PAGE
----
Driving in Finland is extremely difficult. Between the extreme weather and some truly mind-bending roads, you have to pass a far more rigorous series of tests in order to obtain a driving license in Finland compared with the UK.Because of the challenging roads, Formula 1 is another extremely popular sport in Finland since most of the drivers understand and appreciate the complexities of car control.There have been nine Finnish Formula 1 drivers from Finland. The first world champion from Finland was Keke Rosberg, but one of the best-known and most-successful Finnish Formula 1 champions was Mika Häkkinen.Kimi Räikkönen is currently active and is the longest-running Formula 1 driver from Finland, though he’s swapped teams a few times. He also has the 2007 Formula 1 championship to his name.While there are no current Formula 1 races held at circuits in Finland, the KymiRing in Tillola opened in 2019 and is the first circuit in Finland to obtain an FIA Grade One license. It’s entirely possible that future F1 seasons might include Finland and raise the sport’s popularity even higher.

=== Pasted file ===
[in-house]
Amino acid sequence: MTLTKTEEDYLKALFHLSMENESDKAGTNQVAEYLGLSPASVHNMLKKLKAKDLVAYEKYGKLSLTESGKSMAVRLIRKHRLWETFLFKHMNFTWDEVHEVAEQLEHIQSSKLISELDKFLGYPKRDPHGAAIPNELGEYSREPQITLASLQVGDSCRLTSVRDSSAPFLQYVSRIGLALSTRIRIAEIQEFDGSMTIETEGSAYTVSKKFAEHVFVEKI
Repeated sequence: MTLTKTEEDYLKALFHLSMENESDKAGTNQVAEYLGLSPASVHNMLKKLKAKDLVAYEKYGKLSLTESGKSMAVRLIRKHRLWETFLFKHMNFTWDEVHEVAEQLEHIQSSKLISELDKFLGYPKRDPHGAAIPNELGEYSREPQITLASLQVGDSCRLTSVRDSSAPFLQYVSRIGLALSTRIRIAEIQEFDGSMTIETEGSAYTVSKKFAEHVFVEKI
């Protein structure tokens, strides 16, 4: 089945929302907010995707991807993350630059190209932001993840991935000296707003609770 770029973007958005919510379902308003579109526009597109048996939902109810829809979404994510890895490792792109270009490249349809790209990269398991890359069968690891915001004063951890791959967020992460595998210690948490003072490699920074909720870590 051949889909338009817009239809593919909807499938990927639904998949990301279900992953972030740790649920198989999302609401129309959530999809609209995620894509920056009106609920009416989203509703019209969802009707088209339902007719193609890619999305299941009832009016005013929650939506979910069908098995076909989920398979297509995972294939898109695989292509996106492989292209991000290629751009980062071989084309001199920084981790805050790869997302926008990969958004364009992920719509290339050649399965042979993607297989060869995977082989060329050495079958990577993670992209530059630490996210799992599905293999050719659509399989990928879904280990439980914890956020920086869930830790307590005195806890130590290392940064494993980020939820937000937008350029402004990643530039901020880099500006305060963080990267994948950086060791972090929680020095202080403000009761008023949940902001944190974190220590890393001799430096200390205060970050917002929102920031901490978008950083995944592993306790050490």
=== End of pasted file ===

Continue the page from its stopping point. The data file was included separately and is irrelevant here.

For those unsure about what floorball is, it’s best described as hockey played on a rink of polished wood.The Finnish Floorball Federation has managed floorball in Finland since 1985 and currently includes over 39,000 licensed players. This makes it the third most popular sport in Finland after ice hockey and football.The top-tier professional league is F-liiga, which includes 14 professional floorball teams. The season is played in a round robin format, and each team will meet twice to compete. This is followed by playoffs between 8 teams and then the finals.Finland also competes in the World Floorball Championship (WFC) as a member of the International Floorball Federation. Finland has the most recent win and carries four titles since the creation of the WFC in 1996.